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Would People Behave Differently If They Better Understood Social Security? Evidence From a Field Experiment

  • Jeffrey B. Liebman
  • Erzo F.P. Luttmer

This paper presents the results of a field experiment in which a sample of older workers was randomized between a treatment group that was given information about key Social Security provisions and a control group that was not. The experiment was designed to examine whether it is possible to affect individual behavior using a relatively inexpensive informational intervention about the provisions of a public program and to explore the mechanisms underlying the behavior change. We find that our relatively mild intervention (sending an informational brochure and an invitation to a web-tutorial) increased labor force participation one year later by 4 percentage points relative to the control group mean of 74 percent and that this effect is driven by a 7.2 percentage point increase among female subjects. In addition to affecting actual labor supply behavior, the information intervention increased survey measures of the perceived returns to working longer, especially among female respondents.

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File URL: http://www.nber.org/papers/w17287.pdf
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Paper provided by National Bureau of Economic Research, Inc in its series NBER Working Papers with number 17287.

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Date of creation: Aug 2011
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Publication status: published as Jeffrey B. Liebman & Erzo F. P. Luttmer, 2015. "Would People Behave Differently If They Better Understood Social Security? Evidence from a Field Experiment," American Economic Journal: Economic Policy, American Economic Association, vol. 7(1), pages 275-99, February.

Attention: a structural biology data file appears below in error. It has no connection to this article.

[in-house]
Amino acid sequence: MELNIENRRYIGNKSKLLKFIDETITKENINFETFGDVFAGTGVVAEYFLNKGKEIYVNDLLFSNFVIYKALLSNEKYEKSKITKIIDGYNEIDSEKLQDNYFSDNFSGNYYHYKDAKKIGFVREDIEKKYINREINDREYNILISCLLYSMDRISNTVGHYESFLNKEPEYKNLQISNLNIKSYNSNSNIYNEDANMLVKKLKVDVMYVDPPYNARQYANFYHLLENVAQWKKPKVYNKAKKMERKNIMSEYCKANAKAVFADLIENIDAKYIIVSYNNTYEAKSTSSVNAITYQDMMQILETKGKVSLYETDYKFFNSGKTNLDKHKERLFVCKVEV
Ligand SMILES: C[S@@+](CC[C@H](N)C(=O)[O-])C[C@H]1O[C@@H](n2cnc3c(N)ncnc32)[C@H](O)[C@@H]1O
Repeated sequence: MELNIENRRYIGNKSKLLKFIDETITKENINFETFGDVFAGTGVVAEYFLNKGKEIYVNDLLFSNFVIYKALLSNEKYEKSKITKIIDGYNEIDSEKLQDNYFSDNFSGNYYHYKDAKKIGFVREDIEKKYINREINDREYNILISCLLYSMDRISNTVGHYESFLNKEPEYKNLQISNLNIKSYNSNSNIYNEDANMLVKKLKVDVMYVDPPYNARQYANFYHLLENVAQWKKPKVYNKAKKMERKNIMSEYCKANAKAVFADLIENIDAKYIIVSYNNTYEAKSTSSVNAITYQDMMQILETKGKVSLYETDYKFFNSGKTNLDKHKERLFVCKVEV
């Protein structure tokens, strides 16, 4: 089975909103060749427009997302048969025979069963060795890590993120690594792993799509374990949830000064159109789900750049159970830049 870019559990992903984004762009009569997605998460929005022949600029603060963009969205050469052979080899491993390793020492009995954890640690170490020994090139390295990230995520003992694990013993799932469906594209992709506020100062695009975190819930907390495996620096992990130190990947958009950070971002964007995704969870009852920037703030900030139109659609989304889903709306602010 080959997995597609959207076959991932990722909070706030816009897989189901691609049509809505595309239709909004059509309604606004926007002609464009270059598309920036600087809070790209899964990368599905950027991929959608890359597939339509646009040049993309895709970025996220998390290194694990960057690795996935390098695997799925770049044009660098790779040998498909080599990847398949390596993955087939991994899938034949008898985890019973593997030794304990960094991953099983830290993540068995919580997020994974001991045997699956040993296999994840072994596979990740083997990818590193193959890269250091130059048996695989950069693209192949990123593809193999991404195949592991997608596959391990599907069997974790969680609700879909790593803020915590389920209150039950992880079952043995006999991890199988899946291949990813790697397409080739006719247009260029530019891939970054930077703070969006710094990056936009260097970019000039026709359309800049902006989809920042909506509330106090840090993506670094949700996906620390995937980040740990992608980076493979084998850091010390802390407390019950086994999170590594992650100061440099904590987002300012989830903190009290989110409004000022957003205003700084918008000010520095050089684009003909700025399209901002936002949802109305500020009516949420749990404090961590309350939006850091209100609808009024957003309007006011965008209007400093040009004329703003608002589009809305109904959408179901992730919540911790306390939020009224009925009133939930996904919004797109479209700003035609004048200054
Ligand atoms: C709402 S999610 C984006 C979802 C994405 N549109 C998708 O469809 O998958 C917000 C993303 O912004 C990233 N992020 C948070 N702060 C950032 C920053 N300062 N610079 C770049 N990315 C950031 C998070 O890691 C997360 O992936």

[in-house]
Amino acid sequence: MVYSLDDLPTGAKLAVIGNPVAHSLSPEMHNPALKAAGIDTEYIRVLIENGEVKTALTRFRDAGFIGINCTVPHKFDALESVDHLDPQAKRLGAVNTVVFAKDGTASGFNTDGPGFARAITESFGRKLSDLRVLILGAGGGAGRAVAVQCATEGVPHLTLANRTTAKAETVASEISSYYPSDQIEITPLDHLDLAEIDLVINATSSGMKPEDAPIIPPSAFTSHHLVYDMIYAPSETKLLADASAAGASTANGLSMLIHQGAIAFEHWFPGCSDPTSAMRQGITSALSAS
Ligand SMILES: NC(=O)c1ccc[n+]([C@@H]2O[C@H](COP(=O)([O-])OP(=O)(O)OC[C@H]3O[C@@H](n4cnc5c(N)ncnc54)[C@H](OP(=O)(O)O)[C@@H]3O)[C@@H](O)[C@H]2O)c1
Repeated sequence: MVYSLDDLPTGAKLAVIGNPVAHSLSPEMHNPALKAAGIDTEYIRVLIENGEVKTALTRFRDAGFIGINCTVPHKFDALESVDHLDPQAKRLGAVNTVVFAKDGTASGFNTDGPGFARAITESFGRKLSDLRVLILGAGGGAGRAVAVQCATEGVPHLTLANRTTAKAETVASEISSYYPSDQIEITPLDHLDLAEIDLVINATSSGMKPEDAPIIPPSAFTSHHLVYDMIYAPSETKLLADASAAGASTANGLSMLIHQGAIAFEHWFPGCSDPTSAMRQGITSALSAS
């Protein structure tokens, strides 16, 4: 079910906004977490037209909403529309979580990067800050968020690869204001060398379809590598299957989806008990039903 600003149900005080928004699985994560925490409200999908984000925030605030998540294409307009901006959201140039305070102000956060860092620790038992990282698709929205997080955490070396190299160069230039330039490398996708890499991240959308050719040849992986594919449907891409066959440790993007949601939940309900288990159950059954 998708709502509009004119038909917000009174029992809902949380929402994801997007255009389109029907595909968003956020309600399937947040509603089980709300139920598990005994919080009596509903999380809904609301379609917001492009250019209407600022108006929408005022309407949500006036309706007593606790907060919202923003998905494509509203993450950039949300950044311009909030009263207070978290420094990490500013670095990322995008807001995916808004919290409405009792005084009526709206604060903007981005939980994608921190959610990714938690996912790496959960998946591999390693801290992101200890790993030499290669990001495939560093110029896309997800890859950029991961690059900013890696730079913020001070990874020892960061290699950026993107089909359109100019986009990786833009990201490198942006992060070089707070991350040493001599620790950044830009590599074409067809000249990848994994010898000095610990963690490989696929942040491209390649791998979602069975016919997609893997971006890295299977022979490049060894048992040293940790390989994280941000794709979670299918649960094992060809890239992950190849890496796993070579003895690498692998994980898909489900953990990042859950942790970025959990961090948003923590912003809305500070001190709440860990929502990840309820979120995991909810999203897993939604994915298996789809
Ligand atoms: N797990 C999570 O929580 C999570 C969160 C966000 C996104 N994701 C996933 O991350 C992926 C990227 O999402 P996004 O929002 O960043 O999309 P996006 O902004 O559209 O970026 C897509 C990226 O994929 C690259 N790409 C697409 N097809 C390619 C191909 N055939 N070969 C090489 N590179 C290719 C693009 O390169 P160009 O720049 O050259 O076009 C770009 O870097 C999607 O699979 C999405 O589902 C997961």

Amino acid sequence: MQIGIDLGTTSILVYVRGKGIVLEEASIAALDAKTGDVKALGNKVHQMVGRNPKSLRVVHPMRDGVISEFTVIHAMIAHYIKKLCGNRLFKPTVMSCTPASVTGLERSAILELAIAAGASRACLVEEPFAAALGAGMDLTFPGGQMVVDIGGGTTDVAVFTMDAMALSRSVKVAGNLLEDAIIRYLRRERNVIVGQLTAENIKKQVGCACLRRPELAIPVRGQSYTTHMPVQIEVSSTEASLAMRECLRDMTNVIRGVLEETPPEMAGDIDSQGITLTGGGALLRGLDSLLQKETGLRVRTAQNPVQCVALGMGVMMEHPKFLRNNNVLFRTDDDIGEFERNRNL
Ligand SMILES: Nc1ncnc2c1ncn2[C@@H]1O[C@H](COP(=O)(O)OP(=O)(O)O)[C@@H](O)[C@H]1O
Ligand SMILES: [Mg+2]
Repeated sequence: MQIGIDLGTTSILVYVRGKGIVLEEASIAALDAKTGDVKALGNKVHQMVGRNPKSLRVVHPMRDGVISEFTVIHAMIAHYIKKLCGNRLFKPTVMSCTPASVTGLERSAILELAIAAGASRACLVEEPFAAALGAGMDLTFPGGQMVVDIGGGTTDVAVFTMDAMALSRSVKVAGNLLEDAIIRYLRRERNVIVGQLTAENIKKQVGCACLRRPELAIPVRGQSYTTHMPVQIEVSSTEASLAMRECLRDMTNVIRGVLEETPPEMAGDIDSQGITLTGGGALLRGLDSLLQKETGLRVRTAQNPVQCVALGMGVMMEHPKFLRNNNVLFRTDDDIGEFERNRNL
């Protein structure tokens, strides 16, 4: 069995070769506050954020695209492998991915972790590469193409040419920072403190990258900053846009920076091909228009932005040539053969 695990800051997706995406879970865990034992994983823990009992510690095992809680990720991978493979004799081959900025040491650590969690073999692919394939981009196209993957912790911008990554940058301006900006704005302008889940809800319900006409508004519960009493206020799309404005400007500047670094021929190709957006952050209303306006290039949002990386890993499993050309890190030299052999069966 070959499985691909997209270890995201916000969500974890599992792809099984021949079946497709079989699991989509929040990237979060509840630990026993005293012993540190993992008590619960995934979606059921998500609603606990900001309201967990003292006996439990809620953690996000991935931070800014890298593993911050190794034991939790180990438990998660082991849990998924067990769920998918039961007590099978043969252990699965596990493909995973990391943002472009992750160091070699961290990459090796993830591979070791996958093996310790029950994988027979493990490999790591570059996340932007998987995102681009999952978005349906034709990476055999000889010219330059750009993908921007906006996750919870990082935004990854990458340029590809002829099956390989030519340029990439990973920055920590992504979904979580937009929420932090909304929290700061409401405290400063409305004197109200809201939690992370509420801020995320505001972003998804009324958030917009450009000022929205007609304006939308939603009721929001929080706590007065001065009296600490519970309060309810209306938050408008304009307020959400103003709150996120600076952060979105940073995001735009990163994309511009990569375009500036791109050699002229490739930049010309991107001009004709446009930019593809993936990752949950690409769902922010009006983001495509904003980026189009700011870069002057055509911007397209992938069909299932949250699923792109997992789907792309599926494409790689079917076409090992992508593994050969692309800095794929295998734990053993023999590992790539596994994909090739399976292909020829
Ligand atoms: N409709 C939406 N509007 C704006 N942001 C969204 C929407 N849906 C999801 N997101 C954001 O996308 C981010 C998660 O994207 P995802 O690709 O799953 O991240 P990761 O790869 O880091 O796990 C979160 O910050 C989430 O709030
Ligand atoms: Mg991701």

Handle: RePEc:nbr:nberwo:17287
Note: AG LS PE
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  9. Liebman, Jeffrey & Luttmer, Erzo E. P. & Seif, David G., 2009. "Labor Supply Responses to Marginal Social Security Benefits: Evidence from Discontinuities," Working Paper Series rwp09-003, Harvard University, John F. Kennedy School of Government.
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  14. Annamaria Lusardi & Olivia S. Mitchell, 2009. "How Ordinary Consumers Make Complex Economic Decisions: Financial Literacy and Retirement Readiness," CeRP Working Papers 90, Center for Research on Pensions and Welfare Policies, Turin (Italy).
  15. Justine S. Hastings & Lydia Tejeda-Ashton, 2008. "Financial Literacy, Information, and Demand Elasticity: Survey and Experimental Evidence from Mexico," NBER Working Papers 14538, National Bureau of Economic Research, Inc.
  16. Olivia S. Mitchell, 1987. "Worker Knowledge of Pension Provisions," NBER Working Papers 2414, National Bureau of Economic Research, Inc.
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